Late last Wednesday afternoon, a call came to the office from a rapper named Dow Jones: He was performing that night at the Starck Club on McKinney Avenue. Oh, and also--he was opening up for Nas.
Wait a minute: Did he just say Nas?!?
Apparently the sharp-tongued New York City rapper was in town promoting his new album Street's Discipline and planned to perform along with locals Steve Austin, Headkrack and Dow Jones. Sounds great, right?
"It was a total disaster," Dow Jones said when I called him later in the week. "He never showed." Nas was clearly in town, having made an afternoon appearance at 97.9 FM.
"His management hadn't really scheduled the appearance in," said Nikki Green, who handles marketing for the Starck Club. "They apologized for the inconvenience. It just didn't work out as planned. It was really last-minute."
"Nas or no Nas, though, we still made history based on the energy in that room," Jones said. That's how we like our Dow Jones--staying on the positive.
The rap on Lil Flip: On April 1 (no joke), Dallas lawyers Scott Hemingway and Raymond Mbala will go to trial against Lil' Flip and Sony Records, hoping to prove copyright infringement on three songs from his CD Undaground Legend: "Texas Boys," "Make Mama Proud" and "What I Been Through." In August 2003, the attorneys filed suit against the Houston crunkmeister on behalf of Louisiana songwriter and music producer Tommy L. Granville. The suit claims that Granville wrote melodies for those songs but was never paid, despite an agreement to do so.
"This is just a typical case of the little guy getting taken advantage of," Hemingway says. "Tommy's not a star. He's not supported by a big company like Sony. [Lil' Flip's company] Sucka Free Records is living up to their name--you're the sucker, 'cause we're gonna take your music for free."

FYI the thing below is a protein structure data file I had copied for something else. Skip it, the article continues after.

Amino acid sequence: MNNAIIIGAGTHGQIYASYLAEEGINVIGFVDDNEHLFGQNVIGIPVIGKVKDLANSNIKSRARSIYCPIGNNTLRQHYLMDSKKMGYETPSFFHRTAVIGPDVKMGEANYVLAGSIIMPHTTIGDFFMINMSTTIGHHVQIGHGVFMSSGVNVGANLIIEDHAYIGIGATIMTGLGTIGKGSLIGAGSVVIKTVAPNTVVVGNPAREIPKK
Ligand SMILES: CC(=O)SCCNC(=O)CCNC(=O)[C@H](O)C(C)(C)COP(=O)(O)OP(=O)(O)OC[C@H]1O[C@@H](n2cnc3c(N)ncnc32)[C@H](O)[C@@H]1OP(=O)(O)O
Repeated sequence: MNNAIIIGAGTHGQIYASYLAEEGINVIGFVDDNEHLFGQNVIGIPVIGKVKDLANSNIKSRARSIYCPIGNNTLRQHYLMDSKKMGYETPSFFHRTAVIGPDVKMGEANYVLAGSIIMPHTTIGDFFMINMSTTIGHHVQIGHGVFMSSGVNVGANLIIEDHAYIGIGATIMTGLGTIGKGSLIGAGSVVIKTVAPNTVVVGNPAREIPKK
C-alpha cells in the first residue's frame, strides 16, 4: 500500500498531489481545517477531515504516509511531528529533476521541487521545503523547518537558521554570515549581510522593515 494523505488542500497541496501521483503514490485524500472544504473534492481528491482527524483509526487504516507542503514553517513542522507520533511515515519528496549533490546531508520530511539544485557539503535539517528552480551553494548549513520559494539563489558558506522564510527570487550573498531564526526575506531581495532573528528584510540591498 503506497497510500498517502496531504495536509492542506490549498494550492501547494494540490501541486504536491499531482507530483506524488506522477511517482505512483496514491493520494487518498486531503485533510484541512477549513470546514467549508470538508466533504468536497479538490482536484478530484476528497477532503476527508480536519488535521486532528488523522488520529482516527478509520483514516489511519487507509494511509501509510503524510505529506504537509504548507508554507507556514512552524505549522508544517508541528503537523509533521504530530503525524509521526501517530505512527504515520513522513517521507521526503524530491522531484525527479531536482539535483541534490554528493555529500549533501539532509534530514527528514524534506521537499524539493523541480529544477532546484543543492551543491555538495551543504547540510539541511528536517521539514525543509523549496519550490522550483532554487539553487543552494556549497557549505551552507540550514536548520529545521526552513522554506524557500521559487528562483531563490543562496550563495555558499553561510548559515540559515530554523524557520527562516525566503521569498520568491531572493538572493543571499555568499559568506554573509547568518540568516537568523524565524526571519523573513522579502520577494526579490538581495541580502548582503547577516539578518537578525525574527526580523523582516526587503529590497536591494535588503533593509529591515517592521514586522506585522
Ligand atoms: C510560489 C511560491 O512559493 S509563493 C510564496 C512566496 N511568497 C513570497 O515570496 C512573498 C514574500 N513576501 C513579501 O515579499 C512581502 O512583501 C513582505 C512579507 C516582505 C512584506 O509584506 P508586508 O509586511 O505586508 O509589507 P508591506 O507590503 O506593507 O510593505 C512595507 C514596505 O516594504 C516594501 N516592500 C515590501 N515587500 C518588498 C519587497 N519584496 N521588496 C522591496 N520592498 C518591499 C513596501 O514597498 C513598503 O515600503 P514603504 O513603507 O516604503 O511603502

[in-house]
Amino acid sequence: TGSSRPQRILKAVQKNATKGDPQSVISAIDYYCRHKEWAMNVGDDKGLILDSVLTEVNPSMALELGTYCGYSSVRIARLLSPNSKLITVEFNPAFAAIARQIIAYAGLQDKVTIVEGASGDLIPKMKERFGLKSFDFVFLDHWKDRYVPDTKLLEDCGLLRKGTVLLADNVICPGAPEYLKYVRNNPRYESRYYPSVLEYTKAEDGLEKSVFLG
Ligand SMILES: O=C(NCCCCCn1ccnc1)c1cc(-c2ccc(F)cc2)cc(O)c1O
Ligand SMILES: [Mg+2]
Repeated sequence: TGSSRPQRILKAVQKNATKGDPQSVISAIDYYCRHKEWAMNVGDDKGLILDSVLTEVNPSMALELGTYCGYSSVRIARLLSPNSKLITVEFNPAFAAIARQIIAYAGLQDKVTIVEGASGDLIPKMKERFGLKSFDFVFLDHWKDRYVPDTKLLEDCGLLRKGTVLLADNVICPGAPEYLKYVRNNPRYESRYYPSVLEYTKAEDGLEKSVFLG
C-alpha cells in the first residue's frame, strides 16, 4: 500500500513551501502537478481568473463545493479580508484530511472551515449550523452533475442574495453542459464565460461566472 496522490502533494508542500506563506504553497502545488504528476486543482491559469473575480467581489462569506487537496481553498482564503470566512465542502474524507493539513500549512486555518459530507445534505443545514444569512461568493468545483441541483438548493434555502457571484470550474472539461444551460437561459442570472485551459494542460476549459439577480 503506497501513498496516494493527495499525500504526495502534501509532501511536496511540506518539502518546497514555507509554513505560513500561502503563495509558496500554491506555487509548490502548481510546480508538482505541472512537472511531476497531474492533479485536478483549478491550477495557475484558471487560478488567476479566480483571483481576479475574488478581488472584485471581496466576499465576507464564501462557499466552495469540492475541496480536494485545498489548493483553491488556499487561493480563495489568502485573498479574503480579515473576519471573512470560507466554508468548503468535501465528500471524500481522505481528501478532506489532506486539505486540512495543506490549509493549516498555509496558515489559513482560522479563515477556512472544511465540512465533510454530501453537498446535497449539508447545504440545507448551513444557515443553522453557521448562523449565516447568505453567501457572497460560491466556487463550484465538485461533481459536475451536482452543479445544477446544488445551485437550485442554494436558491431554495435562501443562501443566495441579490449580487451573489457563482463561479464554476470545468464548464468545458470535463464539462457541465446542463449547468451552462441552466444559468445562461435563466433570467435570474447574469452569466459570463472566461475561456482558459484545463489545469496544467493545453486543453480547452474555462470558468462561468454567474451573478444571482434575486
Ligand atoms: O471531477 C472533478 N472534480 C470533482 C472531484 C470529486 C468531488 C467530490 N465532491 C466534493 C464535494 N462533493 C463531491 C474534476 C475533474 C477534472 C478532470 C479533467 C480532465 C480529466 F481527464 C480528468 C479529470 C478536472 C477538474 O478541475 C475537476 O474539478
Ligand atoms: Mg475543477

This is one of two copyright infringement suits Lil' Flip is facing. The second comes from NamCo America, who alleges he included samples from the games Pac-Man and Ms. Pac-Man in his song "Game Over" without permission. Presumably, Lil' Flip will discuss neither case when he performs at the Gypsy Tea Room on November 24.
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Does it seem like this week's And Another Thing is all about rappers? Wait, here's something completely different: There's a terrific (and free!) Spune showcase Thursday at Good Records with performances from Comet, Midlake, Record Hop, Tree Wave and John LaMonica. Show starts at 7 p.m. Be there and drink free beer! On Saturday, Reno's Chop Shop hosts the Hotrod Hellride Benefit for kids with cancer, with a lineup that includes Slick 57, the Atomic Fiends, Rock DeVille and Zombilly. The event is from noon to 2 a.m. Also on Saturday, the Dam Jam at the Granada Theater, with a lineup that includes Minority, Fallen From the Nest and Monkeyshyne. The event starts at 4 p.m.
Whew. That was a close one. Now we can go back to talking about...
What to say about the passing of rapper ODB, aka Ol' Dirty Bastard, aka Big Baby Jesus, aka Dirt McGirt? Never as brilliant as his Wu-Tang debut promised, always a little crazier than was comfortable, ODB led a storied life, even for a rapper. ODB will undoubtedly be remembered for his near-delusional incoherence--which included such greatest hits as bum-rushing Shawn Colvin's acceptance speech at the Grammys and having more than a dozen children with different women. But he was uncensored and unscripted, and in an industry prone to blaming lip-synching on acid reflux, that's practically a revolutionary act. ODB was influential musically as well, with his nonsense verses of half-rap and half-song. His 1999 album Nigga Please introduced us to the Neptunes, who would become one of the most powerful industry forces so far this century. ODB was an original. Pour a capful out for him. And for God's sake, kids, stay off the crack.